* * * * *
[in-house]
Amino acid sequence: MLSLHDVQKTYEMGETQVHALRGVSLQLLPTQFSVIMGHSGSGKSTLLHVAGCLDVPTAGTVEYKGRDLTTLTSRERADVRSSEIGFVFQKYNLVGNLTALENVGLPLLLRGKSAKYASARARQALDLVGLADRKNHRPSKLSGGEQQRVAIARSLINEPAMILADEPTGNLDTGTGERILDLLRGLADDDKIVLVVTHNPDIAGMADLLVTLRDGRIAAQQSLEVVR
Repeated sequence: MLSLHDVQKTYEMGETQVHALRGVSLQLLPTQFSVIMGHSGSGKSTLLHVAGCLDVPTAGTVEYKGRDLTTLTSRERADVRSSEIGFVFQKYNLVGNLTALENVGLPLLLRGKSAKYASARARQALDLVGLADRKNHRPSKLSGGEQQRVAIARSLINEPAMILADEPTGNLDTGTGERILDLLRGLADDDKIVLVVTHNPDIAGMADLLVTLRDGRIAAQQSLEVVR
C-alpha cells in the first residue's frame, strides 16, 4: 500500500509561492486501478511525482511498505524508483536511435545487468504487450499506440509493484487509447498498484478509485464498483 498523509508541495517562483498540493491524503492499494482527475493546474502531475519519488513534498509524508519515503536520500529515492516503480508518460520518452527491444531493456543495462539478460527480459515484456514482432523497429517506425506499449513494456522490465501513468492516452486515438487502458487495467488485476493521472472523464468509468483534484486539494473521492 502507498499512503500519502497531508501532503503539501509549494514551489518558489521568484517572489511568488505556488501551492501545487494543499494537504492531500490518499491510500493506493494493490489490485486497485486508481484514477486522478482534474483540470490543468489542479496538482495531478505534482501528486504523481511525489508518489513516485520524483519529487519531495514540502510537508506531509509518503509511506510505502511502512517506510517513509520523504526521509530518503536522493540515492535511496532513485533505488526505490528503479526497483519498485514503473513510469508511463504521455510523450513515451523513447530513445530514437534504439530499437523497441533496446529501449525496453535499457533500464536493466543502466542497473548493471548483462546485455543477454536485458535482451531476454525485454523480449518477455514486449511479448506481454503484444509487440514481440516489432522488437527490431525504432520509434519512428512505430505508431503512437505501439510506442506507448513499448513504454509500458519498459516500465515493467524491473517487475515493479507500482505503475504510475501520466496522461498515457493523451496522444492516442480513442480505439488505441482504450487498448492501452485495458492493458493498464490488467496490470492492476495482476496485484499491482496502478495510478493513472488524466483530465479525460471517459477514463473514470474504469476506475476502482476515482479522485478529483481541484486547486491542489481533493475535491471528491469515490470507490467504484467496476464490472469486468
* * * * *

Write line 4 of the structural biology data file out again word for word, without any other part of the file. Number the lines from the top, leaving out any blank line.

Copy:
C-alpha cells in the first residue's frame, strides 16, 4: 500500500509561492486501478511525482511498505524508483536511435545487468504487450499506440509493484487509447498498484478509485464498483 498523509508541495517562483498540493491524503492499494482527475493546474502531475519519488513534498509524508519515503536520500529515492516503480508518460520518452527491444531493456543495462539478460527480459515484456514482432523497429517506425506499449513494456522490465501513468492516452486515438487502458487495467488485476493521472472523464468509468483534484486539494473521492 502507498499512503500519502497531508501532503503539501509549494514551489518558489521568484517572489511568488505556488501551492501545487494543499494537504492531500490518499491510500493506493494493490489490485486497485486508481484514477486522478482534474483540470490543468489542479496538482495531478505534482501528486504523481511525489508518489513516485520524483519529487519531495514540502510537508506531509509518503509511506510505502511502512517506510517513509520523504526521509530518503536522493540515492535511496532513485533505488526505490528503479526497483519498485514503473513510469508511463504521455510523450513515451523513447530513445530514437534504439530499437523497441533496446529501449525496453535499457533500464536493466543502466542497473548493471548483462546485455543477454536485458535482451531476454525485454523480449518477455514486449511479448506481454503484444509487440514481440516489432522488437527490431525504432520509434519512428512505430505508431503512437505501439510506442506507448513499448513504454509500458519498459516500465515493467524491473517487475515493479507500482505503475504510475501520466496522461498515457493523451496522444492516442480513442480505439488505441482504450487498448492501452485495458492493458493498464490488467496490470492492476495482476496485484499491482496502478495510478493513472488524466483530465479525460471517459477514463473514470474504469476506475476502482476515482479522485478529483481541484486547486491542489481533493475535491471528491469515490470507490467504484467496476464490472469486468